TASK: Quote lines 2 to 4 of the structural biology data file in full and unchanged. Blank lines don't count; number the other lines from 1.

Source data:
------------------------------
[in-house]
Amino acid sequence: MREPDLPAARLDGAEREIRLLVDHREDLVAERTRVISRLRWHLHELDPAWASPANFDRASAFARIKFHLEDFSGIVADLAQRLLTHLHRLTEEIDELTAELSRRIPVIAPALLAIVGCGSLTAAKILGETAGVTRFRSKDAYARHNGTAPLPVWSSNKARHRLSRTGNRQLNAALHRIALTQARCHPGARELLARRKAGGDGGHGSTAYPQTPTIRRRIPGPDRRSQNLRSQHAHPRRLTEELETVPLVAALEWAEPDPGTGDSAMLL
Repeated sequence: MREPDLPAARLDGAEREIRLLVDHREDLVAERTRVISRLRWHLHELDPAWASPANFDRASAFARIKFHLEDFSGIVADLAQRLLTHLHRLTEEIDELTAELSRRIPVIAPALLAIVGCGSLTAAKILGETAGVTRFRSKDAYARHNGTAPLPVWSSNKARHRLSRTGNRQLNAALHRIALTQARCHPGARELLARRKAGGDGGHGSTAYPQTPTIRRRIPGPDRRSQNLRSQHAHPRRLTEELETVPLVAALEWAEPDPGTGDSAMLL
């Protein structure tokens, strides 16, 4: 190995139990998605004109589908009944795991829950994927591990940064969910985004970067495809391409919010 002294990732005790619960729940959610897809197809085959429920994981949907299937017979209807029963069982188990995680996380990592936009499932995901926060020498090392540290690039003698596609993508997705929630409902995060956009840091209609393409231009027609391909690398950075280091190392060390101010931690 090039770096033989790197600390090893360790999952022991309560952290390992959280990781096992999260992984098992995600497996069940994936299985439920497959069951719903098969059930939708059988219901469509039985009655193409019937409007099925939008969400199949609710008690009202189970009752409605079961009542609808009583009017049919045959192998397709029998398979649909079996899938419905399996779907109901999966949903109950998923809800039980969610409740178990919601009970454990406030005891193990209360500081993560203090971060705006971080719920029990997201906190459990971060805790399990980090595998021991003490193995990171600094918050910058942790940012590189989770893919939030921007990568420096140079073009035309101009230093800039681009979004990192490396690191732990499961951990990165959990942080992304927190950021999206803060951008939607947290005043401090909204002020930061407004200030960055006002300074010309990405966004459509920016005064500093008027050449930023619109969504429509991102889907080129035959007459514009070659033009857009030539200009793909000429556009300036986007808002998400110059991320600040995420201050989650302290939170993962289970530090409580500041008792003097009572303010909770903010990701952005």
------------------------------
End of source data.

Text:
Amino acid sequence: MREPDLPAARLDGAEREIRLLVDHREDLVAERTRVISRLRWHLHELDPAWASPANFDRASAFARIKFHLEDFSGIVADLAQRLLTHLHRLTEEIDELTAELSRRIPVIAPALLAIVGCGSLTAAKILGETAGVTRFRSKDAYARHNGTAPLPVWSSNKARHRLSRTGNRQLNAALHRIALTQARCHPGARELLARRKAGGDGGHGSTAYPQTPTIRRRIPGPDRRSQNLRSQHAHPRRLTEELETVPLVAALEWAEPDPGTGDSAMLL
Repeated sequence: MREPDLPAARLDGAEREIRLLVDHREDLVAERTRVISRLRWHLHELDPAWASPANFDRASAFARIKFHLEDFSGIVADLAQRLLTHLHRLTEEIDELTAELSRRIPVIAPALLAIVGCGSLTAAKILGETAGVTRFRSKDAYARHNGTAPLPVWSSNKARHRLSRTGNRQLNAALHRIALTQARCHPGARELLARRKAGGDGGHGSTAYPQTPTIRRRIPGPDRRSQNLRSQHAHPRRLTEELETVPLVAALEWAEPDPGTGDSAMLL
């Protein structure tokens, strides 16, 4: 190995139990998605004109589908009944795991829950994927591990940064969910985004970067495809391409919010 002294990732005790619960729940959610897809197809085959429920994981949907299937017979209807029963069982188990995680996380990592936009499932995901926060020498090392540290690039003698596609993508997705929630409902995060956009840091209609393409231009027609391909690398950075280091190392060390101010931690 090039770096033989790197600390090893360790999952022991309560952290390992959280990781096992999260992984098992995600497996069940994936299985439920497959069951719903098969059930939708059988219901469509039985009655193409019937409007099925939008969400199949609710008690009202189970009752409605079961009542609808009583009017049919045959192998397709029998398979649909079996899938419905399996779907109901999966949903109950998923809800039980969610409740178990919601009970454990406030005891193990209360500081993560203090971060705006971080719920029990997201906190459990971060805790399990980090595998021991003490193995990171600094918050910058942790940012590189989770893919939030921007990568420096140079073009035309101009230093800039681009979004990192490396690191732990499961951990990165959990942080992304927190950021999206803060951008939607947290005043401090909204002020930061407004200030960055006002300074010309990405966004459509920016005064500093008027050449930023619109969504429509991102889907080129035959007459514009070659033009857009030539200009793909000429556009300036986007808002998400110059991320600040995420201050989650302290939170993962289970530090409580500041008792003097009572303010909770903010990701952005």